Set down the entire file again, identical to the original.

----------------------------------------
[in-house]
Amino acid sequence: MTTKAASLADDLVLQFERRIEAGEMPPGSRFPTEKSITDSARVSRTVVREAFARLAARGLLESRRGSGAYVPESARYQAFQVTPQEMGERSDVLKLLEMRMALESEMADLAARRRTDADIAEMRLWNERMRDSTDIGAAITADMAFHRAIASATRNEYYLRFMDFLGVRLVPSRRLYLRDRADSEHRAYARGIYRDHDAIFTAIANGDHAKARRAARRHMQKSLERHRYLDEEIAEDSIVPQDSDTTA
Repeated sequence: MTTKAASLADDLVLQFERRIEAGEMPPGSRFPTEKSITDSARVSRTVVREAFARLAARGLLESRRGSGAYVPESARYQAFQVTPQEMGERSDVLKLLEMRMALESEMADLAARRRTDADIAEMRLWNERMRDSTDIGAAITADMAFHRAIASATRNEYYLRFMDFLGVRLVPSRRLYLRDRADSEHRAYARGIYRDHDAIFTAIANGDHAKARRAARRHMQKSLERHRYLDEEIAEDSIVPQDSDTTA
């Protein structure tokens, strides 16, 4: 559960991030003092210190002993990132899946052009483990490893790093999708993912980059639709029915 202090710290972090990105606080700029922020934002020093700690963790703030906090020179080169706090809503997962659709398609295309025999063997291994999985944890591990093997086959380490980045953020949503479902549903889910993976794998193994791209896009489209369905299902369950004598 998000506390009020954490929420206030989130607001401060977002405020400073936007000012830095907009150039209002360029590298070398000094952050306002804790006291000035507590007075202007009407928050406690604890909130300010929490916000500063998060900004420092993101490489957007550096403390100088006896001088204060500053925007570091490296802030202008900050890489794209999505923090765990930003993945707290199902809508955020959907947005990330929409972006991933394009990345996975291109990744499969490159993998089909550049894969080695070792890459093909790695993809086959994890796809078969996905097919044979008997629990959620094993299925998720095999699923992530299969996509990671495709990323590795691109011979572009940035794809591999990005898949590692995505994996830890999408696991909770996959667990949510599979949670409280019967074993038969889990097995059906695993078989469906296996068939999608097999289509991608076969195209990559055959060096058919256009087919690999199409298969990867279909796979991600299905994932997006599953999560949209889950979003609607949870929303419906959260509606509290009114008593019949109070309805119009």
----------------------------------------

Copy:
[in-house]
Amino acid sequence: MTTKAASLADDLVLQFERRIEAGEMPPGSRFPTEKSITDSARVSRTVVREAFARLAARGLLESRRGSGAYVPESARYQAFQVTPQEMGERSDVLKLLEMRMALESEMADLAARRRTDADIAEMRLWNERMRDSTDIGAAITADMAFHRAIASATRNEYYLRFMDFLGVRLVPSRRLYLRDRADSEHRAYARGIYRDHDAIFTAIANGDHAKARRAARRHMQKSLERHRYLDEEIAEDSIVPQDSDTTA
Repeated sequence: MTTKAASLADDLVLQFERRIEAGEMPPGSRFPTEKSITDSARVSRTVVREAFARLAARGLLESRRGSGAYVPESARYQAFQVTPQEMGERSDVLKLLEMRMALESEMADLAARRRTDADIAEMRLWNERMRDSTDIGAAITADMAFHRAIASATRNEYYLRFMDFLGVRLVPSRRLYLRDRADSEHRAYARGIYRDHDAIFTAIANGDHAKARRAARRHMQKSLERHRYLDEEIAEDSIVPQDSDTTA
């Protein structure tokens, strides 16, 4: 559960991030003092210190002993990132899946052009483990490893790093999708993912980059639709029915 202090710290972090990105606080700029922020934002020093700690963790703030906090020179080169706090809503997962659709398609295309025999063997291994999985944890591990093997086959380490980045953020949503479902549903889910993976794998193994791209896009489209369905299902369950004598 998000506390009020954490929420206030989130607001401060977002405020400073936007000012830095907009150039209002360029590298070398000094952050306002804790006291000035507590007075202007009407928050406690604890909130300010929490916000500063998060900004420092993101490489957007550096403390100088006896001088204060500053925007570091490296802030202008900050890489794209999505923090765990930003993945707290199902809508955020959907947005990330929409972006991933394009990345996975291109990744499969490159993998089909550049894969080695070792890459093909790695993809086959994890796809078969996905097919044979008997629990959620094993299925998720095999699923992530299969996509990671495709990323590795691109011979572009940035794809591999990005898949590692995505994996830890999408696991909770996959667990949510599979949670409280019967074993038969889990097995059906695993078989469906296996068939999608097999289509991608076969195209990559055959060096058919256009087919690999199409298969990867279909796979991600299905994932997006599953999560949209889950979003609607949870929303419906959260509606509290009114008593019949109070309805119009």